If you loved Max Brooks' source material, World War Z -- the movie -- represents a tough challenge up front. Excised from the film adaptation is most of the geopolitical intrigue that makes it such a compelling book in the first place.
Inserted is Brad Pitt's Gerry Lane, a United Nations employee who is not merely documenting the global response to a zombie pandemic but is actively searching for the cure to it. In short, World War Z the film is, quite literally, a representation of the book in name only. If you can let go of this fact, you might actually enjoy yourself. If you can't ... well, it's going to be a long 116 minutes.
Pitt is a U.N. investigator, yes, but in a more conventional and broad sense, he's an action hero from beginning to end. As the zombie plague spreads to American cities, he just barely manages to get his family out of Philadelphia and then on to a U.N. command ship in the middle of the ocean before setting out on a worldwide quest to find "Patient Zero" that takes him to Korea, Israel and Wales.
In all three locales, heart-stopping brushes with zombies -- "Zekes," as the soldiers in Korea call them -- await. These are not the classic George Romero undead; they are more akin to the horrors in 28 Days Later -- fast-moving beasts that are mistakenly called rabid by newscasters in the beginning of the film. The action sequences are gripping. Both Pitt and director Marc Forster aren't exactly experienced when it comes to that sort of thing, but it certainly didn't show. Whether the zombies are swarming over a wall in Israel, infesting an airfield and military base in Korea or overwhelming a commercial airliner, they are terrifying.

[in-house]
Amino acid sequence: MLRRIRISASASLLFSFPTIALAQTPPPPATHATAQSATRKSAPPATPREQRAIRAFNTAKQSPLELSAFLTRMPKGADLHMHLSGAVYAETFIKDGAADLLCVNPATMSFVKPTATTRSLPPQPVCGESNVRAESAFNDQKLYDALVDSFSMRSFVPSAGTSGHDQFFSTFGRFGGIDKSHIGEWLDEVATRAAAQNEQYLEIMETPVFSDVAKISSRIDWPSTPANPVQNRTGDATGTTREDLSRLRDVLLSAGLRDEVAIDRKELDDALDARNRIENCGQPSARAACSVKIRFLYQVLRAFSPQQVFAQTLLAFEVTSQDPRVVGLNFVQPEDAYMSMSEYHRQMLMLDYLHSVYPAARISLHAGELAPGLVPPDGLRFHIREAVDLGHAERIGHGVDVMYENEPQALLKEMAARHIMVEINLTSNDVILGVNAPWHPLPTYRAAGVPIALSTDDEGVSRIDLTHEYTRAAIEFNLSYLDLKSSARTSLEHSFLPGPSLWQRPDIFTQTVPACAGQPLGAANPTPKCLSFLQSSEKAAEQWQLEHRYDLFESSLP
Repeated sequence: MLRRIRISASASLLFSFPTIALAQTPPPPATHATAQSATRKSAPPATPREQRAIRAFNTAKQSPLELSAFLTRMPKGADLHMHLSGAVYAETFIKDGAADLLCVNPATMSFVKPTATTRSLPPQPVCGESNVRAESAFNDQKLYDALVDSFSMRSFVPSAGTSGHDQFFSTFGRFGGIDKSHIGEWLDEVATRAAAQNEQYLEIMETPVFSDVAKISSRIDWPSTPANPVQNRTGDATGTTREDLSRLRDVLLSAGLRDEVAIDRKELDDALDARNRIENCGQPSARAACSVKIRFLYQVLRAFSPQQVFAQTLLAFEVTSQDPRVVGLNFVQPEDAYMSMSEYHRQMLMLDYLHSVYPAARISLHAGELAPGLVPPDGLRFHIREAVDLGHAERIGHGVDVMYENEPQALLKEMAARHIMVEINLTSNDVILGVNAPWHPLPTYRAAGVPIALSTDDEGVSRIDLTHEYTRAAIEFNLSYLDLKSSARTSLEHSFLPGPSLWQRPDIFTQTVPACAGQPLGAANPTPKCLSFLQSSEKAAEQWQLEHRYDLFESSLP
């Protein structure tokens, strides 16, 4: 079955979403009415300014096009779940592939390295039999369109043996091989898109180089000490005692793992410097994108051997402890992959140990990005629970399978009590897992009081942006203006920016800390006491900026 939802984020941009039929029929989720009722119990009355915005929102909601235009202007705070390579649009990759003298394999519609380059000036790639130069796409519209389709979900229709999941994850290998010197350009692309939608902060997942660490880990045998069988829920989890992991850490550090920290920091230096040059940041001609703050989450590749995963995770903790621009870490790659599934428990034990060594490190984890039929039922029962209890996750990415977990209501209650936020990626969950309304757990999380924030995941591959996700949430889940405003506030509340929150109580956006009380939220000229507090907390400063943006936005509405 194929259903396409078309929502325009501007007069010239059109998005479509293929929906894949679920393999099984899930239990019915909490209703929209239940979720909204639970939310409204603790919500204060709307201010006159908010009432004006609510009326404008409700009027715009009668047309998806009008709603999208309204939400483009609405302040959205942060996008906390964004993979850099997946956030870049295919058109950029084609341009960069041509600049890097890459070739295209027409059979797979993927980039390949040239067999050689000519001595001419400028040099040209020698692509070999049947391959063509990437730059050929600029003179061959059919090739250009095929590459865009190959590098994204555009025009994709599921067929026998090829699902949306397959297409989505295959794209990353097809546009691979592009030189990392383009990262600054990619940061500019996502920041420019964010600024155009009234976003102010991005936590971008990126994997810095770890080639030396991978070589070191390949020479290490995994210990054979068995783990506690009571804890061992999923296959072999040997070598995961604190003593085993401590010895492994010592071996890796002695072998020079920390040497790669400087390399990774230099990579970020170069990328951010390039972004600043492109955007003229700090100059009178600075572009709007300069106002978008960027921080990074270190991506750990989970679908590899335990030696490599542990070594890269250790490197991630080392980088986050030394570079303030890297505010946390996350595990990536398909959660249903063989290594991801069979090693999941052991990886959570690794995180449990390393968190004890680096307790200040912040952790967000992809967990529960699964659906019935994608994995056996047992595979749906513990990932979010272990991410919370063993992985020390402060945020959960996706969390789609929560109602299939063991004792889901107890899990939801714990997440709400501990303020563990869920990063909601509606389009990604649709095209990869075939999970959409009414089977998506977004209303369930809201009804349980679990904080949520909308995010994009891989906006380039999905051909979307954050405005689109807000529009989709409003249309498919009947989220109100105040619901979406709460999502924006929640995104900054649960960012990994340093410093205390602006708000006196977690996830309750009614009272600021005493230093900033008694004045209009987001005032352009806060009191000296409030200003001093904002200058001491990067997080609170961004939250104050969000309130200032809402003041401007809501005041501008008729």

Pitt's series of narrow escapes as he searches for a way to slow the spread of the disease are counterbalanced by frequent calls back to the command center so he can check in with his wife Karin, played by Mireille Enos, and his children. It's fairly obvious why this dynamic is present, but it's at best heavy-handed and at worst totally unnecessary. When all of humanity is threatened, I don't think it's a requirement that the man who can halt that threat be further humanized like he's John McClane or something. As human beings, we're all behind him.
It also steals time that could have been otherwise spent getting more of that geopolitical stuff in that Brooks so skillfully included in his novel. The explanations for why North Korea and Israel are successful in fending off the plague are fascinating, but they only scratch the surface of Brooks' work. Moviegoers who haven't read the book won't even know what they are missing.
With the international drama largely removed from the plot, what we're left with is a pretty straightforward zombie action movie. It doesn't redefine either genre like Brooks' book, but it's a decent summer popcorn film with an extremely broad appeal, especially given how light it goes on the gore. Try as I might, I can't complain about something my parents could easily enjoy just because it doesn't live up to the book I love. In a weird way, its almost complete lack of resemblance to the source material makes it easier to let go of what might have been had it been, say, a Band of Brothers-style miniseries with an ensemble cast of relative unknowns. If you've read the book, though, your mileage may vary considerably.